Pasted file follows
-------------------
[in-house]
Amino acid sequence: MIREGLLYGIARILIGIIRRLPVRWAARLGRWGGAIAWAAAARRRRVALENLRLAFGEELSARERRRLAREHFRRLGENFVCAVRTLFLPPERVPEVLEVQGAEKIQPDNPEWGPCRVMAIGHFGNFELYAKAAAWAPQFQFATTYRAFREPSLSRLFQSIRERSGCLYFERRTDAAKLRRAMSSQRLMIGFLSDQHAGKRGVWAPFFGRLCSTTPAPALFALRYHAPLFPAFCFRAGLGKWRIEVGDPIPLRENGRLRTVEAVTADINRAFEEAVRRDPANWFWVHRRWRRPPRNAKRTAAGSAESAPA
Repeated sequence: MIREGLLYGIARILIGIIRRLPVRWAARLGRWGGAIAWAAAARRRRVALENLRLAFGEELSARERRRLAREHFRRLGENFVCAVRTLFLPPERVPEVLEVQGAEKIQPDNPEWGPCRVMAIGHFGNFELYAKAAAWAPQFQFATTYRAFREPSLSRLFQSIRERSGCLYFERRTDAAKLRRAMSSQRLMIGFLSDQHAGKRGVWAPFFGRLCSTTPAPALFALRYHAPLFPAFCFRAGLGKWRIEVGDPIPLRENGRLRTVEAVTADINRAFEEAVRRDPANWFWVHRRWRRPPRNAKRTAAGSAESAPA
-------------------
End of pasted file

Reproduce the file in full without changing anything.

[in-house]
Amino acid sequence: MIREGLLYGIARILIGIIRRLPVRWAARLGRWGGAIAWAAAARRRRVALENLRLAFGEELSARERRRLAREHFRRLGENFVCAVRTLFLPPERVPEVLEVQGAEKIQPDNPEWGPCRVMAIGHFGNFELYAKAAAWAPQFQFATTYRAFREPSLSRLFQSIRERSGCLYFERRTDAAKLRRAMSSQRLMIGFLSDQHAGKRGVWAPFFGRLCSTTPAPALFALRYHAPLFPAFCFRAGLGKWRIEVGDPIPLRENGRLRTVEAVTADINRAFEEAVRRDPANWFWVHRRWRRPPRNAKRTAAGSAESAPA
Repeated sequence: MIREGLLYGIARILIGIIRRLPVRWAARLGRWGGAIAWAAAARRRRVALENLRLAFGEELSARERRRLAREHFRRLGENFVCAVRTLFLPPERVPEVLEVQGAEKIQPDNPEWGPCRVMAIGHFGNFELYAKAAAWAPQFQFATTYRAFREPSLSRLFQSIRERSGCLYFERRTDAAKLRRAMSSQRLMIGFLSDQHAGKRGVWAPFFGRLCSTTPAPALFALRYHAPLFPAFCFRAGLGKWRIEVGDPIPLRENGRLRTVEAVTADINRAFEEAVRRDPANWFWVHRRWRRPPRNAKRTAAGSAESAPA